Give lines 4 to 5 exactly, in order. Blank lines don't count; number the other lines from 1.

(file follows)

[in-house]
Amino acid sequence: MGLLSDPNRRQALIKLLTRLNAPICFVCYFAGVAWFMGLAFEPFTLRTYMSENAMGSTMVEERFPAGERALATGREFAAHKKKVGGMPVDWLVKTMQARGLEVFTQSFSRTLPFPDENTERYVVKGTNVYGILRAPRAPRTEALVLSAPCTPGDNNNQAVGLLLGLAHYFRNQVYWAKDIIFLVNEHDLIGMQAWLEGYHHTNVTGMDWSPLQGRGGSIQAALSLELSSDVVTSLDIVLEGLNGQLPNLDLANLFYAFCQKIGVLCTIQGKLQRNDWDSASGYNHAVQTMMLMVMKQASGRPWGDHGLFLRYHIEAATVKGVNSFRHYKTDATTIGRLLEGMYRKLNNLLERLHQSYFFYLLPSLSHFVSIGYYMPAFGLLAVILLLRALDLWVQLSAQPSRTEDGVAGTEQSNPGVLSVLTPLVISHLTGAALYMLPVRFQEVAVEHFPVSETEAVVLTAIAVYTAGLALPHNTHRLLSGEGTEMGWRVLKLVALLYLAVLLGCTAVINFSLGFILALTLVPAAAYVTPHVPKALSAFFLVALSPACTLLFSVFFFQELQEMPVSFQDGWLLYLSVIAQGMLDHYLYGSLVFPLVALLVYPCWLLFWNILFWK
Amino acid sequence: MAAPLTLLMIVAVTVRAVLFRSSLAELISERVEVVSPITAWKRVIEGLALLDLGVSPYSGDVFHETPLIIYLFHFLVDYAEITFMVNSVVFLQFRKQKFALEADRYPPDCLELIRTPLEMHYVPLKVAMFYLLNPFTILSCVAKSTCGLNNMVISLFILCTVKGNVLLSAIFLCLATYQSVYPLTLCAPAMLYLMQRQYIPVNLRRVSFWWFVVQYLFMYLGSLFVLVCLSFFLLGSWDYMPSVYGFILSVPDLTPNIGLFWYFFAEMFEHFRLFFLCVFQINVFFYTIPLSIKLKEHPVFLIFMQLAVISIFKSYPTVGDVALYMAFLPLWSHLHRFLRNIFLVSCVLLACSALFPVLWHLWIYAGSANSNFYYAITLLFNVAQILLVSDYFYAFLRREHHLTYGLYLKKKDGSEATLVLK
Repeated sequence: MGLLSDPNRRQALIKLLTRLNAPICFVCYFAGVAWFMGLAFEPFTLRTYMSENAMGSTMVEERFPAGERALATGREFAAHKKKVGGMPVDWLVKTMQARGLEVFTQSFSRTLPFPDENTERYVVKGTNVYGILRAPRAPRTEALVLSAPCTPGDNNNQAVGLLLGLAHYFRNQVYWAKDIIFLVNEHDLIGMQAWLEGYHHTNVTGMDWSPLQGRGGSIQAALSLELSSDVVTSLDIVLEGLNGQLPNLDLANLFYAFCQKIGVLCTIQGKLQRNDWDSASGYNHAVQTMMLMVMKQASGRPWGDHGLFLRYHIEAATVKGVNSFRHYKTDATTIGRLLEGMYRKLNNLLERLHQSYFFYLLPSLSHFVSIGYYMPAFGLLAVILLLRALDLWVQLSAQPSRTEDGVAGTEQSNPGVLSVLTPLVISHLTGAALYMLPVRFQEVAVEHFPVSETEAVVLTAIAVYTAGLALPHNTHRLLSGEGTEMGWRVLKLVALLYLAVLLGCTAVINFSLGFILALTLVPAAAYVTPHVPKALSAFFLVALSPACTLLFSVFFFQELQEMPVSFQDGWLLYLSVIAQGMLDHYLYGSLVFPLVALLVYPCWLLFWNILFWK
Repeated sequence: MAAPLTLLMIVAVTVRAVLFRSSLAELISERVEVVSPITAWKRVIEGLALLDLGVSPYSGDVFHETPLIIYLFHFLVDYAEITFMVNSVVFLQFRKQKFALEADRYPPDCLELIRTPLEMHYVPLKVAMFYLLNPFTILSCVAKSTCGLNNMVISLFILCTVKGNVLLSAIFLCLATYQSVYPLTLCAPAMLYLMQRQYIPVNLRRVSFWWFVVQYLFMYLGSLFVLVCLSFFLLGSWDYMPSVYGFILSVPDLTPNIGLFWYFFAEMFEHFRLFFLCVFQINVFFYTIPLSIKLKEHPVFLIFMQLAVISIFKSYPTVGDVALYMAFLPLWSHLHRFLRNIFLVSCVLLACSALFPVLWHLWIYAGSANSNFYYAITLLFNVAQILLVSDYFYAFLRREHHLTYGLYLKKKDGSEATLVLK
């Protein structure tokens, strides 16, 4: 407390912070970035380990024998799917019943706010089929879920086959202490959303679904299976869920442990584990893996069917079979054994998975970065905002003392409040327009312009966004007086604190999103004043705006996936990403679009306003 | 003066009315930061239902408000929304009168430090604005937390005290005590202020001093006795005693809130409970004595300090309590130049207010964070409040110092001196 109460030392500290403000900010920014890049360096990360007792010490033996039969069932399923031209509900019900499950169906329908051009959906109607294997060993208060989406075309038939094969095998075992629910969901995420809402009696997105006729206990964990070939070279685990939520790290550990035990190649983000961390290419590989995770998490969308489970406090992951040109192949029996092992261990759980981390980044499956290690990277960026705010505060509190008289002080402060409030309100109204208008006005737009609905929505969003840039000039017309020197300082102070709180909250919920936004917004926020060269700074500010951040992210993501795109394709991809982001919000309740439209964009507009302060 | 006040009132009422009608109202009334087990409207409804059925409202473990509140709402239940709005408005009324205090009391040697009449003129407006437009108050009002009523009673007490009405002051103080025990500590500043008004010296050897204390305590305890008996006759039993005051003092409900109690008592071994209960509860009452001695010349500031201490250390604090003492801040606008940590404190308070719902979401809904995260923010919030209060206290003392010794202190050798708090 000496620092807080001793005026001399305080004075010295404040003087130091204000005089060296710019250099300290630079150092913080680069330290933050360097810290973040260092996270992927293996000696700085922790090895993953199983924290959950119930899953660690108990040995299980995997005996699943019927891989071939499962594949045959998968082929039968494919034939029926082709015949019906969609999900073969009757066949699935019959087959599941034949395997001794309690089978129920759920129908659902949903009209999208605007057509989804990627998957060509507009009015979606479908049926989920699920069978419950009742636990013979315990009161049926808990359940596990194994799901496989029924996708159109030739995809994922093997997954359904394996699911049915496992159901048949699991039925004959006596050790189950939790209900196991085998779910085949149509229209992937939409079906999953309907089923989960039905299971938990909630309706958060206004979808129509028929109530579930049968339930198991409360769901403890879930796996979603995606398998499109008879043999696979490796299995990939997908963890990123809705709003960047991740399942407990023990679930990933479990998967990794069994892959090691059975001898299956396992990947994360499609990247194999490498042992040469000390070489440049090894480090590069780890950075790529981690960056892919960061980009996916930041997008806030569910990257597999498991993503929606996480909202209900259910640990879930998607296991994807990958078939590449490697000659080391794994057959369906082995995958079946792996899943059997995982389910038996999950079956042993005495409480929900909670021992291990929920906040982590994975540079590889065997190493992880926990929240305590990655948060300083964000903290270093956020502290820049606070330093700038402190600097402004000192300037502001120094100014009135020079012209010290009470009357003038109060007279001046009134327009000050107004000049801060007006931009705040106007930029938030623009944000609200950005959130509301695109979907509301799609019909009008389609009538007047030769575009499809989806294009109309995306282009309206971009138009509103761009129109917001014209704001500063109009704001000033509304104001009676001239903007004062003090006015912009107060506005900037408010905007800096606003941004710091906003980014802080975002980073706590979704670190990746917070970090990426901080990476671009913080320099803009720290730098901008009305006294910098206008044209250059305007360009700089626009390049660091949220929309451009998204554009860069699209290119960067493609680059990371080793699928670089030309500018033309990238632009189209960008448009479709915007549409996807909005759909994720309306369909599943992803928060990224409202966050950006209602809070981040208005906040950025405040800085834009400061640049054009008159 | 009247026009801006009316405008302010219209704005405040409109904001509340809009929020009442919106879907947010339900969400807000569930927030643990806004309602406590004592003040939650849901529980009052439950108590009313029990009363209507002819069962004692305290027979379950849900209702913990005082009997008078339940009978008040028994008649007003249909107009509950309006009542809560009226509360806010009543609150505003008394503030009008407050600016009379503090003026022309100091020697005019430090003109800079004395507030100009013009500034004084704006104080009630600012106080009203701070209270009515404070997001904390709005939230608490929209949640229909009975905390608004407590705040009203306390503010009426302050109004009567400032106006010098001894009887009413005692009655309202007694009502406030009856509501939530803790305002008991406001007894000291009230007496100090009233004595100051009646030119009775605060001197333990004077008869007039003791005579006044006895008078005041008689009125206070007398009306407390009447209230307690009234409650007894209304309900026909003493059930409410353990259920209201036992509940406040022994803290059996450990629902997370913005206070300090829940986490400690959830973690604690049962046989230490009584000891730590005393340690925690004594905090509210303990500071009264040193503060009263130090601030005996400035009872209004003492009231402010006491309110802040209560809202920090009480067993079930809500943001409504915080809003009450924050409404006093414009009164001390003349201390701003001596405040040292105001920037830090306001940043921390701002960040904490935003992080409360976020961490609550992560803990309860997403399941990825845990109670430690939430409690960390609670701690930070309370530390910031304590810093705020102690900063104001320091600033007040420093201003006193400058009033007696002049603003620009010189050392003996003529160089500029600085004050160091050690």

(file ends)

Repeated sequence: MGLLSDPNRRQALIKLLTRLNAPICFVCYFAGVAWFMGLAFEPFTLRTYMSENAMGSTMVEERFPAGERALATGREFAAHKKKVGGMPVDWLVKTMQARGLEVFTQSFSRTLPFPDENTERYVVKGTNVYGILRAPRAPRTEALVLSAPCTPGDNNNQAVGLLLGLAHYFRNQVYWAKDIIFLVNEHDLIGMQAWLEGYHHTNVTGMDWSPLQGRGGSIQAALSLELSSDVVTSLDIVLEGLNGQLPNLDLANLFYAFCQKIGVLCTIQGKLQRNDWDSASGYNHAVQTMMLMVMKQASGRPWGDHGLFLRYHIEAATVKGVNSFRHYKTDATTIGRLLEGMYRKLNNLLERLHQSYFFYLLPSLSHFVSIGYYMPAFGLLAVILLLRALDLWVQLSAQPSRTEDGVAGTEQSNPGVLSVLTPLVISHLTGAALYMLPVRFQEVAVEHFPVSETEAVVLTAIAVYTAGLALPHNTHRLLSGEGTEMGWRVLKLVALLYLAVLLGCTAVINFSLGFILALTLVPAAAYVTPHVPKALSAFFLVALSPACTLLFSVFFFQELQEMPVSFQDGWLLYLSVIAQGMLDHYLYGSLVFPLVALLVYPCWLLFWNILFWK
Repeated sequence: MAAPLTLLMIVAVTVRAVLFRSSLAELISERVEVVSPITAWKRVIEGLALLDLGVSPYSGDVFHETPLIIYLFHFLVDYAEITFMVNSVVFLQFRKQKFALEADRYPPDCLELIRTPLEMHYVPLKVAMFYLLNPFTILSCVAKSTCGLNNMVISLFILCTVKGNVLLSAIFLCLATYQSVYPLTLCAPAMLYLMQRQYIPVNLRRVSFWWFVVQYLFMYLGSLFVLVCLSFFLLGSWDYMPSVYGFILSVPDLTPNIGLFWYFFAEMFEHFRLFFLCVFQINVFFYTIPLSIKLKEHPVFLIFMQLAVISIFKSYPTVGDVALYMAFLPLWSHLHRFLRNIFLVSCVLLACSALFPVLWHLWIYAGSANSNFYYAITLLFNVAQILLVSDYFYAFLRREHHLTYGLYLKKKDGSEATLVLK